- Some investors were getting too emotional, irresponsibly egged on by Wall Street analysts such as Brian White, who had a cutesy $1,111 price target, and Gene Munster, who couldn't stop talking out of his rear with empty Apple TV predictions.
- Bulls discounted the impact of losing Steve Jobs and replacing him with no confidence man Tim Cook. Cook had to prove, one way or another, that he could produce something along the lines of iPod, iPhone or iPad. Could he win over Wall Street like Jeff Bezos has at Amazon.com (AMZN)?
Granted, AAPL is up about 25% since March 2013, but look at the chart, particularly the April and June 2013 crashes below $400. What one person calls dip buying, the next considers anxiety-producing volatility that can trigger sleepless nights, vomiting in the kitchen sink and rash decisions.
In any event, as is often the case in this racket, there's a little bit of "right" and a little bit of "wrong" to assign anybody with not only the guts to publicly express an opinion, but come back day after after in an effort to move the conversation forward. And I'm here to tell you today that the conversation has evolved and progressed.
Nobody Knows It, But iPad Air Changed the Game
Come 2014, AAPL stops being a volatile battleground stock, littered with question marks and misguided talk about the "need" for a bigger dividend or more aggressive buyback. In fact, relative to its 12-18 months' worth of ups and downs, it jogs, in a straight line, to $1,000.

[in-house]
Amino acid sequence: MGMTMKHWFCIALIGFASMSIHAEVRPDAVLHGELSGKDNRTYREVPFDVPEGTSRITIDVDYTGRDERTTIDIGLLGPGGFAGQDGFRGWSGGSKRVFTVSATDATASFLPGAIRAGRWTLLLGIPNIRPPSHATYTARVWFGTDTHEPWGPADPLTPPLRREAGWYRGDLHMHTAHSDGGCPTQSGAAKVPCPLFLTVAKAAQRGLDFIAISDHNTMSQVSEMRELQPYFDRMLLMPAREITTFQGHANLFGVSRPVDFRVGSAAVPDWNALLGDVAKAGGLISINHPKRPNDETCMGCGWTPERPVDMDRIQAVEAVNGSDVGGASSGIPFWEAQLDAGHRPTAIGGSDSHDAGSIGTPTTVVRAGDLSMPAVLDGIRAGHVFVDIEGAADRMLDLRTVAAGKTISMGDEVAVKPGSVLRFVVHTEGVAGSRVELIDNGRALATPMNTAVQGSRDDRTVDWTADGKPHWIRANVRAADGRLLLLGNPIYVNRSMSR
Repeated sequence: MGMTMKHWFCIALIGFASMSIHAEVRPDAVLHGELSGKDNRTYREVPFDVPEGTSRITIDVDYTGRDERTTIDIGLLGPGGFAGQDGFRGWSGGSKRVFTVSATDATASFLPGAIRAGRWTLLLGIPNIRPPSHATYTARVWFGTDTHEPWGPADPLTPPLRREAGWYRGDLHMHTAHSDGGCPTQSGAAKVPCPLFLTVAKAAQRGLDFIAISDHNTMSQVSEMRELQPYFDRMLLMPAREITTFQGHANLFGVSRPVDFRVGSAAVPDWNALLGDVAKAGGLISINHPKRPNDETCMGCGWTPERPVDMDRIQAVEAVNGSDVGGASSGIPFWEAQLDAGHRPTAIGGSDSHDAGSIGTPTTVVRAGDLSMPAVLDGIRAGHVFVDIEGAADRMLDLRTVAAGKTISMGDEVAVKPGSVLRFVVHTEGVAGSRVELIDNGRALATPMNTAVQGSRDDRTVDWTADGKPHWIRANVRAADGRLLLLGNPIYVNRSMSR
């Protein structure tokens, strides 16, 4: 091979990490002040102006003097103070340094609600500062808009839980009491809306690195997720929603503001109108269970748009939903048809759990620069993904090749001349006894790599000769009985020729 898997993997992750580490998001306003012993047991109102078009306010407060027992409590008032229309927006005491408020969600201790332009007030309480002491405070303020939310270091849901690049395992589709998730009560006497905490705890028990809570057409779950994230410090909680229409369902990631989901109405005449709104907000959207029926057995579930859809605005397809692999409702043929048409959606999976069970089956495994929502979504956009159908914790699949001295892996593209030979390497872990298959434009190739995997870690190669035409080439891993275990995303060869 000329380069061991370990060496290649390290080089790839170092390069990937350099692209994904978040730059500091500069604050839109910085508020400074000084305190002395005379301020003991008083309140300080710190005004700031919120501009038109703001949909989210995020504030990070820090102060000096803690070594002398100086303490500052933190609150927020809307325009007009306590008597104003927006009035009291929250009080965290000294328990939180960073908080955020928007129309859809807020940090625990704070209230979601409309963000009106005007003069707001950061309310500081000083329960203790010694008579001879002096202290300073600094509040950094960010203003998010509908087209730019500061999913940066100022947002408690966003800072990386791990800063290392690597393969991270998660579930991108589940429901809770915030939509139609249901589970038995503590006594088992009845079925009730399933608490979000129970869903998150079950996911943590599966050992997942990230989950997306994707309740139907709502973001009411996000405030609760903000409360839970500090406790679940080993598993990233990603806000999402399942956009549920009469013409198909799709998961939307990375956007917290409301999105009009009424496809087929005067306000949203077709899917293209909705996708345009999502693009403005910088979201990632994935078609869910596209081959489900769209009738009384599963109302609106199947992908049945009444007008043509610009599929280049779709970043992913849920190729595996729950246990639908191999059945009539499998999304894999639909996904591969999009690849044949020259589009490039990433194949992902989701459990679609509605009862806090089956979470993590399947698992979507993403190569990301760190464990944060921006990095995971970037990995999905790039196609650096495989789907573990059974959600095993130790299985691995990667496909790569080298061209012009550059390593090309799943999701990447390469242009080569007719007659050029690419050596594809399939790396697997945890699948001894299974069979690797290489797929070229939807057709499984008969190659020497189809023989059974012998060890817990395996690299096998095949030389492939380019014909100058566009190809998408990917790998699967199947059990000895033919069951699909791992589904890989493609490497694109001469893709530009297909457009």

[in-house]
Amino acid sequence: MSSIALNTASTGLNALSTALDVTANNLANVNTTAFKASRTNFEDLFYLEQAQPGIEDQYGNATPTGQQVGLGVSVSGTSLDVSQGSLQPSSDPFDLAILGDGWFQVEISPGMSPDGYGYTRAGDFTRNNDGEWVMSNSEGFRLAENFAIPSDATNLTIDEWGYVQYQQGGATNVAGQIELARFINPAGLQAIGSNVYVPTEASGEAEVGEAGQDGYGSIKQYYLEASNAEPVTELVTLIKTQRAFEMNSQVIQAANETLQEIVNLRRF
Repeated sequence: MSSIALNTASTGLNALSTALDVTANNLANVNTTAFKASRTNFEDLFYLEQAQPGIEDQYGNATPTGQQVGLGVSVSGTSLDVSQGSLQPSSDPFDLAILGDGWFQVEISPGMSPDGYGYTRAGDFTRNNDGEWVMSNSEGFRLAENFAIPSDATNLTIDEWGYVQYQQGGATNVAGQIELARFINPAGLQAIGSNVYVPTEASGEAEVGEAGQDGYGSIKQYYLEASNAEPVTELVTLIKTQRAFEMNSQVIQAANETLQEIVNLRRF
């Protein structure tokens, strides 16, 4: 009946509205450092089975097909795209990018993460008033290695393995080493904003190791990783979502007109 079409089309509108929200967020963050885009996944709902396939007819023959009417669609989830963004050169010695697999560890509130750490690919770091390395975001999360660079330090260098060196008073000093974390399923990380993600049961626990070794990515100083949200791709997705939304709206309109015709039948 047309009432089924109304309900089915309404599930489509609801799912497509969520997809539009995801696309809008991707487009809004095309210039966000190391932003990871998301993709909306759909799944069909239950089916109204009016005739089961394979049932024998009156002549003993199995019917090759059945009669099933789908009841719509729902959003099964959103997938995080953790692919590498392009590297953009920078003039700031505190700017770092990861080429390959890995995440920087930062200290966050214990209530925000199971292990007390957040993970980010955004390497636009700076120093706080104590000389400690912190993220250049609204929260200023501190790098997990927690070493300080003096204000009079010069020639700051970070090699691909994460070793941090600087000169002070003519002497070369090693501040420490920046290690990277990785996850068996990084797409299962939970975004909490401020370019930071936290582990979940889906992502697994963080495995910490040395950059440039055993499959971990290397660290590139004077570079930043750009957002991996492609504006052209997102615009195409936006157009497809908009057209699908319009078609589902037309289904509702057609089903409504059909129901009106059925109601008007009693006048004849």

I'm as confident about this move up as I was when I threw a wet blanket on the euphoria as Apple stock flirted with and hit $700.
Here's the deal -- in 2014, we're going to separate the men from the boys.
I flesh out my rationale along these lines in:
Apple Will Disrupt and Destroy When It's Ready (from December 9, 2013)
No Tablet War: Apple Stock Will Soar in 2014 (from December 19, 2013).
While it's easy to understand how a stock like AMZN can outperform AAPL, there's no explaining how posers, free lunchers and companies with very real question marks do it. I'm not saying these names on the chart on the next page will all crash in 2014 (though a couple likely will). But I am saying AAPL will perform alongside them or better if they somehow manage to replicate their 2013 magic (carpet rides).
Consider each company relative to Apple.
Hewlett-Packard (HPQ). I said about all that needs to be said in Hewlett-Packard Needs to Stop Selling Computers. If selling low-end hardware and phablets is the right strategy for a lost tech company, I want to be wrong. (Set to the tune of If loving you is wrong, I don't want to be right).
Best Buy (BBY). This has been the biggest gift of 2013 on Wall Street. See Sell Best Buy, It Has No Pulse. It's an insult to our collective intelligence when a company like Best Buy, not worthy of selling Apple's leftovers, can even sniff AAPL's performance.
First, in and of themselves, I'm not dissing either company. I don't consider them overvalued per se and I believe in the prospects of their respective businesses. I might not be the most bullish, but I'm definitely not bearish. Consider what I am saying here within the context of a comparison to Apple.